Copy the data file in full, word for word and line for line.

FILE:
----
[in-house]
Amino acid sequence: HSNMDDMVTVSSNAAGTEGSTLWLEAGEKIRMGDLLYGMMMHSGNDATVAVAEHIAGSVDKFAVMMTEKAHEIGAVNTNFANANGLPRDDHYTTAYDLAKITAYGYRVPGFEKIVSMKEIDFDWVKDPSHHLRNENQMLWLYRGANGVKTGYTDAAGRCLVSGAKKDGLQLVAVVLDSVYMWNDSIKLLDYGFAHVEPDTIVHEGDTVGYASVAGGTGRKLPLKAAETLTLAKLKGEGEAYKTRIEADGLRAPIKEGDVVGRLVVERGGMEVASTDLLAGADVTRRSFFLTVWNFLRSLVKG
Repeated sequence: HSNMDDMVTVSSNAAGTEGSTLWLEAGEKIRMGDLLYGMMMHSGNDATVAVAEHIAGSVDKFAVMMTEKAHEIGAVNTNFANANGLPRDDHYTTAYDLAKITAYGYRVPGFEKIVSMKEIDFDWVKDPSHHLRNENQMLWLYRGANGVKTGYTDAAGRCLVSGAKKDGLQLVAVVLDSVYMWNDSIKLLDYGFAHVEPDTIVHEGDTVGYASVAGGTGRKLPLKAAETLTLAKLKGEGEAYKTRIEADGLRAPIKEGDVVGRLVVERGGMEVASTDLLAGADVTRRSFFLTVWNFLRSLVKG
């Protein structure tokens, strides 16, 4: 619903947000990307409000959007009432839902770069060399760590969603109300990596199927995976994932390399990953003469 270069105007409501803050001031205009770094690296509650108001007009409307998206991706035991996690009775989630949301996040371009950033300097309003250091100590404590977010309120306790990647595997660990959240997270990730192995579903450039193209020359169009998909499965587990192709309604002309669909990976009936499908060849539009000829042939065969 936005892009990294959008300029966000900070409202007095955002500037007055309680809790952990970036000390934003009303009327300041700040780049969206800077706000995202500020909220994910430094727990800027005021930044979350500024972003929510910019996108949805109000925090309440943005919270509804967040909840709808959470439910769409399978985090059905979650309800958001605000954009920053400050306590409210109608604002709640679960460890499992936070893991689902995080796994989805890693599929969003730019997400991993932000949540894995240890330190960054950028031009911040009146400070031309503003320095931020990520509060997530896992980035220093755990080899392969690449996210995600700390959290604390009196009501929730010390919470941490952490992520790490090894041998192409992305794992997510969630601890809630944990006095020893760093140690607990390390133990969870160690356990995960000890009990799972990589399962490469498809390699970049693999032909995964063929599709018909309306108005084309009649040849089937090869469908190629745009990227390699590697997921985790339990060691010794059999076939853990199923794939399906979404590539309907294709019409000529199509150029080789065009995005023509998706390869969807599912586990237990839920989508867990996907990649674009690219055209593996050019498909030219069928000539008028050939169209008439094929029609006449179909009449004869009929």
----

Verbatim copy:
[in-house]
Amino acid sequence: HSNMDDMVTVSSNAAGTEGSTLWLEAGEKIRMGDLLYGMMMHSGNDATVAVAEHIAGSVDKFAVMMTEKAHEIGAVNTNFANANGLPRDDHYTTAYDLAKITAYGYRVPGFEKIVSMKEIDFDWVKDPSHHLRNENQMLWLYRGANGVKTGYTDAAGRCLVSGAKKDGLQLVAVVLDSVYMWNDSIKLLDYGFAHVEPDTIVHEGDTVGYASVAGGTGRKLPLKAAETLTLAKLKGEGEAYKTRIEADGLRAPIKEGDVVGRLVVERGGMEVASTDLLAGADVTRRSFFLTVWNFLRSLVKG
Repeated sequence: HSNMDDMVTVSSNAAGTEGSTLWLEAGEKIRMGDLLYGMMMHSGNDATVAVAEHIAGSVDKFAVMMTEKAHEIGAVNTNFANANGLPRDDHYTTAYDLAKITAYGYRVPGFEKIVSMKEIDFDWVKDPSHHLRNENQMLWLYRGANGVKTGYTDAAGRCLVSGAKKDGLQLVAVVLDSVYMWNDSIKLLDYGFAHVEPDTIVHEGDTVGYASVAGGTGRKLPLKAAETLTLAKLKGEGEAYKTRIEADGLRAPIKEGDVVGRLVVERGGMEVASTDLLAGADVTRRSFFLTVWNFLRSLVKG
């Protein structure tokens, strides 16, 4: 619903947000990307409000959007009432839902770069060399760590969603109300990596199927995976994932390399990953003469 270069105007409501803050001031205009770094690296509650108001007009409307998206991706035991996690009775989630949301996040371009950033300097309003250091100590404590977010309120306790990647595997660990959240997270990730192995579903450039193209020359169009998909499965587990192709309604002309669909990976009936499908060849539009000829042939065969 936005892009990294959008300029966000900070409202007095955002500037007055309680809790952990970036000390934003009303009327300041700040780049969206800077706000995202500020909220994910430094727990800027005021930044979350500024972003929510910019996108949805109000925090309440943005919270509804967040909840709808959470439910769409399978985090059905979650309800958001605000954009920053400050306590409210109608604002709640679960460890499992936070893991689902995080796994989805890693599929969003730019997400991993932000949540894995240890330190960054950028031009911040009146400070031309503003320095931020990520509060997530896992980035220093755990080899392969690449996210995600700390959290604390009196009501929730010390919470941490952490992520790490090894041998192409992305794992997510969630601890809630944990006095020893760093140690607990390390133990969870160690356990995960000890009990799972990589399962490469498809390699970049693999032909995964063929599709018909309306108005084309009649040849089937090869469908190629745009990227390699590697997921985790339990060691010794059999076939853990199923794939399906979404590539309907294709019409000529199509150029080789065009995005023509998706390869969807599912586990237990839920989508867990996907990649674009690219055209593996050019498909030219069928000539008028050939169209008439094929029609006449179909009449004869009929």